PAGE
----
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The kind of Church Jesus wants: Walking together following the Good Samaritan | Love Digest

Julian Paparella

Thursday, June 2, 2022

Detail of The Good Samaritan by Paula Modersohn Becker (Source:
Praying with the Gospels, we get a certain sense of who Jesus is and what’s really important to Him. Jesus reveals Himself to us. So too He reveals to us the kind of Church He wants us to be.
One particular passage starkly illuminates the kind of Church Jesus wants us to be. Jesus is asked by a very religious man: “Who is my neighbour?” The Gospel tells us that the mans asks the question inquiring as to how he can obtain eternal life and “wanting to justify himself”. In reply, Jesus speaks the parable of the Good Samaritan (Luke 10:25-37).
A man is beaten and bleeding on the side of the road. A priest and a Levite hurry by on the other side, trying to ignore the wounded man. Worst of all, they may very well have done so for religious reasons, to avoid being ritually “unclean” by touching the blood of the man in the ditch. But a Samaritan – despised by the Jews – stops, looks at the man, has compassion on him, tends to his wounds, and picks him up. He puts the man on his donkey and takes him to the nearest inn so that the innkeeper can continue to care for the man.
The question for us is: Who are we? What kind of Church are we? Are we the Church of the priest and the Levite? Or are we the Church of the Good Samaritan?
Jesus is the Good Samaritan. If we are the Church of Jesus, then the answer is clear. Yet so often we can be like the priest and the Levite. We go quickly, passing by the needs and wounds of others. We can be judgmental or unwelcoming, keeping our distance. Jesus calls us to be close, to have compassion, and to tend to the woundedness of our neighbours.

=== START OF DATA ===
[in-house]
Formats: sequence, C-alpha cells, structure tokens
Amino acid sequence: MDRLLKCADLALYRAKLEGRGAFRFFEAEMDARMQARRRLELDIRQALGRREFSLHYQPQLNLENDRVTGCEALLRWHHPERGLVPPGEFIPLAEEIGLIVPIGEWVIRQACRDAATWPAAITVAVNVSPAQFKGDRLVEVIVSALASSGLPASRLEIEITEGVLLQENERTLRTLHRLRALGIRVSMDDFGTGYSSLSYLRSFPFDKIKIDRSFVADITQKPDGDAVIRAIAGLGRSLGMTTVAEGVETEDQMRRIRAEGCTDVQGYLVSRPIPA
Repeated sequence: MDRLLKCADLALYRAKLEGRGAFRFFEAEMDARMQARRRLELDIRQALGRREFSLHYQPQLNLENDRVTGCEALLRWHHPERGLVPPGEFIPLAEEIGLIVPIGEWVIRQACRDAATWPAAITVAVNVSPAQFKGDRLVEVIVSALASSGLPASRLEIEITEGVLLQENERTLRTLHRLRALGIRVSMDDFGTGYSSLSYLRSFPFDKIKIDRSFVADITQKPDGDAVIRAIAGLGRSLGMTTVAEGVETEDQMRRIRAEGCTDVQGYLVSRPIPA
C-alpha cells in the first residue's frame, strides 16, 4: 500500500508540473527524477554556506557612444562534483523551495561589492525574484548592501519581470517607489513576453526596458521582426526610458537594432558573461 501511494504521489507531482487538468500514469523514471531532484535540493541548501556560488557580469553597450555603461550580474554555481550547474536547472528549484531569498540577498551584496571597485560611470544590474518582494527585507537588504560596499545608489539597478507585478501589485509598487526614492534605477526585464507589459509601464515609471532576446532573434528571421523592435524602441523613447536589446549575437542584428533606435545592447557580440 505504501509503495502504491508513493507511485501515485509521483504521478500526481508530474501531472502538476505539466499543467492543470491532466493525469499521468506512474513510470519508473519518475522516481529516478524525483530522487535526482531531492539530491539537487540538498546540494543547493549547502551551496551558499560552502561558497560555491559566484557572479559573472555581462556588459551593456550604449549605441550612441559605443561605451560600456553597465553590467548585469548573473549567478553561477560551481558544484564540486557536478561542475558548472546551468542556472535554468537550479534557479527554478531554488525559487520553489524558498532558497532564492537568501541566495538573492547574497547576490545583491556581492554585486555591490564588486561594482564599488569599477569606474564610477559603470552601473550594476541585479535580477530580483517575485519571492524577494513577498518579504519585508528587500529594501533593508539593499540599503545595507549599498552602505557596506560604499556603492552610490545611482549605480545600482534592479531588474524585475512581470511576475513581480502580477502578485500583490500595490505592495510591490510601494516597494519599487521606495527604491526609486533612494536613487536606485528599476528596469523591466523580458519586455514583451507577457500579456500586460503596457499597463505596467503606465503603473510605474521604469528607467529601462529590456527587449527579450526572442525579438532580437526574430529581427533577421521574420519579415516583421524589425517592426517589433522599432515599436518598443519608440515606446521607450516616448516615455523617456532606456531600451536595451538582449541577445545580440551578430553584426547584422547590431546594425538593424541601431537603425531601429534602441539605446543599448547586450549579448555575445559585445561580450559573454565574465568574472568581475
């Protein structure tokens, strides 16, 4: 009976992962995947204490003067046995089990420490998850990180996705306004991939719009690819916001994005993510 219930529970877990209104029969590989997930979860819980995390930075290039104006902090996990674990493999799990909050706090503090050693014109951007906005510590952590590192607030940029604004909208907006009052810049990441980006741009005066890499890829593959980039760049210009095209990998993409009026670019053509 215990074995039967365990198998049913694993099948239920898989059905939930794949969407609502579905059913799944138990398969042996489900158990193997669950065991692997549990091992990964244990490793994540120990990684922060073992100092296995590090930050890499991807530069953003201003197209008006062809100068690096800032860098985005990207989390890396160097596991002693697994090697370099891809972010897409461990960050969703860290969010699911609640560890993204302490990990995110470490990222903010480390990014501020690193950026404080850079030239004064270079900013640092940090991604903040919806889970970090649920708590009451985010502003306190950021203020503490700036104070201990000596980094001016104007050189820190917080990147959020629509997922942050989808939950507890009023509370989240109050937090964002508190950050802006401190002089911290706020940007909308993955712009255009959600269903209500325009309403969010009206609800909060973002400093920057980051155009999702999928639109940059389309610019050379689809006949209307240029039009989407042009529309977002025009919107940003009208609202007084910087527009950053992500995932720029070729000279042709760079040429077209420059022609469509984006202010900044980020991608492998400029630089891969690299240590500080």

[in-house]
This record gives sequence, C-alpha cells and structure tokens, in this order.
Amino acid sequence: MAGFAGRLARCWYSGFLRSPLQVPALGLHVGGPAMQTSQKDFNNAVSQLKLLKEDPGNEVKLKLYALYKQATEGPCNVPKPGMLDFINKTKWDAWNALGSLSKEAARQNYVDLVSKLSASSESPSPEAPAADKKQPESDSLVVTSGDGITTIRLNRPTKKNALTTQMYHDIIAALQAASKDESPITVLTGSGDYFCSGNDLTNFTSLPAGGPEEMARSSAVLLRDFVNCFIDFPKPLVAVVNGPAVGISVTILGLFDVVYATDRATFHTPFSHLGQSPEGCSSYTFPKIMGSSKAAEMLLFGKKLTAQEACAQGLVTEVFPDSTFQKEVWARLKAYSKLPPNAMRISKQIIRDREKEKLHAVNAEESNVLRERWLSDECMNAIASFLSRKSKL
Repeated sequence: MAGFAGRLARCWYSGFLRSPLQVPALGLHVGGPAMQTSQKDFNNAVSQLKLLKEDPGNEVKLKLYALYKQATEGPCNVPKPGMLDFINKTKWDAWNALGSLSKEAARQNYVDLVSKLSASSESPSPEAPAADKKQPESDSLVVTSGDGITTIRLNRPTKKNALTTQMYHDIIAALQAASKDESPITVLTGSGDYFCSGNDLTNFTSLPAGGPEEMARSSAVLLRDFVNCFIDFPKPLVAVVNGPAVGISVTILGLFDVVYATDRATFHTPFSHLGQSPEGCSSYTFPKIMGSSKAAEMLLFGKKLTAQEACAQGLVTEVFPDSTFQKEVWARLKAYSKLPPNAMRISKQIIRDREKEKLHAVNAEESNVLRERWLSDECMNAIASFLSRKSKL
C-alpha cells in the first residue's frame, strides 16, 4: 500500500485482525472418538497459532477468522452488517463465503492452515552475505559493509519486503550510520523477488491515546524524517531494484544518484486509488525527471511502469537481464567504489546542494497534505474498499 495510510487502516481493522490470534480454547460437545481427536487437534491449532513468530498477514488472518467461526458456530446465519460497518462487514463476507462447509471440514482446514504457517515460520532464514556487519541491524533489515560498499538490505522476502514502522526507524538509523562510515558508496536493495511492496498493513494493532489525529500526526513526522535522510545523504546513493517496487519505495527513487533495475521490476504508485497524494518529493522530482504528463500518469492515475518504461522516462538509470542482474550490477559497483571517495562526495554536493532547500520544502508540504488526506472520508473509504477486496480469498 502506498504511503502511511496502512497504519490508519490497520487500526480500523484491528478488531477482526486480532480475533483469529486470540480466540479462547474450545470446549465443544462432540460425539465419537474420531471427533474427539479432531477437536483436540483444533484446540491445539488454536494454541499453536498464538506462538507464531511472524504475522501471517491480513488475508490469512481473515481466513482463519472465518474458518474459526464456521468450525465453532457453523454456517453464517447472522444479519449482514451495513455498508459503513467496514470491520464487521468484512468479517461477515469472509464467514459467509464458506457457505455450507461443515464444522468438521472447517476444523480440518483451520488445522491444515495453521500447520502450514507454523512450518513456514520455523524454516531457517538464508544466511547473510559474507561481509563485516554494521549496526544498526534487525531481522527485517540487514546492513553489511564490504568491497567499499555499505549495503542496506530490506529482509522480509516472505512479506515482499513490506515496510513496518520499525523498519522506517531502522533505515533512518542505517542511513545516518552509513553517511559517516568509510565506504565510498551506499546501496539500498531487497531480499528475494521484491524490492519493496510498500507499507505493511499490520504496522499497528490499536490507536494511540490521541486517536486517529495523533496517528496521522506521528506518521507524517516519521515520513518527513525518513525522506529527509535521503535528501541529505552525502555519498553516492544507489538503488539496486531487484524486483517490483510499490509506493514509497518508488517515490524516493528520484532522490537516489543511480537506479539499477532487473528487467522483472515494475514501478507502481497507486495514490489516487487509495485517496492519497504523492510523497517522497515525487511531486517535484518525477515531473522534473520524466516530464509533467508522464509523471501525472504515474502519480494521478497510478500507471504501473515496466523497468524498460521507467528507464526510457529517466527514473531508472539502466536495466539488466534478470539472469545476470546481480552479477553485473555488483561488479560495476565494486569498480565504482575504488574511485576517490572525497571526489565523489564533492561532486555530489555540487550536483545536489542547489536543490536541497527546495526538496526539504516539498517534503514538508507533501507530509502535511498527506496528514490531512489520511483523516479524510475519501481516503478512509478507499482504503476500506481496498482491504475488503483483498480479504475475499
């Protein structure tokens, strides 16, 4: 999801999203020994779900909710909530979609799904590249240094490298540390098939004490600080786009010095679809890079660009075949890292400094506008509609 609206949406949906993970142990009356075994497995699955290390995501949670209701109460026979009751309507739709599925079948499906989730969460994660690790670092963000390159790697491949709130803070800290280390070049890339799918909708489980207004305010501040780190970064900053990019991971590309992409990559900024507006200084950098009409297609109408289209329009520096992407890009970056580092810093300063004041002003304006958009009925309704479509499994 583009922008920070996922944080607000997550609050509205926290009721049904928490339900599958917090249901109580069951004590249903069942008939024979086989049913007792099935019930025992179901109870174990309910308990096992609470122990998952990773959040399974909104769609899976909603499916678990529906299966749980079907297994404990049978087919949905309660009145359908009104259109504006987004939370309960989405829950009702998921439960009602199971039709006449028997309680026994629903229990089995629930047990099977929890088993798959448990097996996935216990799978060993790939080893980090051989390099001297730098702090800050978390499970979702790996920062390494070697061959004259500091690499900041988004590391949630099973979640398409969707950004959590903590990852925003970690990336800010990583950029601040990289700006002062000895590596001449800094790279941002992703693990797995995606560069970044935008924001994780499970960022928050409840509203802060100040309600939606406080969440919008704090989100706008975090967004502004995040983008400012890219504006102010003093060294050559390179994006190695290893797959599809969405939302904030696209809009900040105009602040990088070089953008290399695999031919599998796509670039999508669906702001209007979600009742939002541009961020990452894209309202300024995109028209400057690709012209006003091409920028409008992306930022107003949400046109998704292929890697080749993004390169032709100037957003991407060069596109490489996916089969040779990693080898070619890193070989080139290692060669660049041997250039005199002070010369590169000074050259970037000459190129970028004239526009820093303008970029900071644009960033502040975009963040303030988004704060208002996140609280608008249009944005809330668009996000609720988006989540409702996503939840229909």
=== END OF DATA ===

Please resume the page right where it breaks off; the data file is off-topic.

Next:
The synodal conversion of the Church, undertaken all over the world, urges us on in this direction. Synodality means refusing to go alone. It means insisting on walking together. It is also recognizing that sometimes it is me who is in the ditch, in need of being picked up. As a Church that walks together, we cannot be unmoved by those who are on the side of the road or fallen by the wayside. Walking together requires that we reach out to them and walk forward with them.
Oftentimes as a Church, we have ignored the wounds of the world. Sometimes we have even aggravated those wounds. Often our means of healing do not fit the wounds people face: you can’t heal a broken leg with a Band-Aid. Loving our neighbour who is wounded means finding ways of effectively healing him or her.
There is a phrase by French Jesuit Michel de Certeau that really brings this message home. “Not without you,” he would say. “Not without you” is the love in the heart of the Trinity, not wanting to remain by themselves but creating the entire universe. “Not without you” is the cry of Jesus on the cross as He dies for each one of us. “Not without you” is what Jesus’ love in us makes us say to all of our brothers and sisters in humanity, especially those who are wounded, excluded, and struggling in any way. “Not without you” to the Indigenous in our country. “Not without you” to victims of sexual abuse, human trafficking, and addictions. “Not without you” to migrants and refugees. “Not without you” to young people and the challenges they face. “Not without you” to people who are searching for meaning in life. “Not without you” to the elderly who are isolated and alone. “Not without you” to groups in society that the Church has too often mistreated, ignored, and neglected.
“Not without you” is the cry of the Church of the Good Samaritan. The path of synodality urges us on to be that kind of Church: walking forward together and lifting each other up to the ultimate Innkeeper, who is God. This is the kind of Church that Jesus wants. This is the power of His love at work in our hearts.
Come Holy Spirit, pour out the fire of Your love into our hearts, to transform us and send us out to our neighbour as the Church of Jesus, the Good Samaritan.
Julian would be happy to hear from you, with any questions, insights, or suggestions you may have regarding this blog series. He can be reached at
Image: The Good Samaritan by Aimé Morot (Source: Wikimedia Commons)

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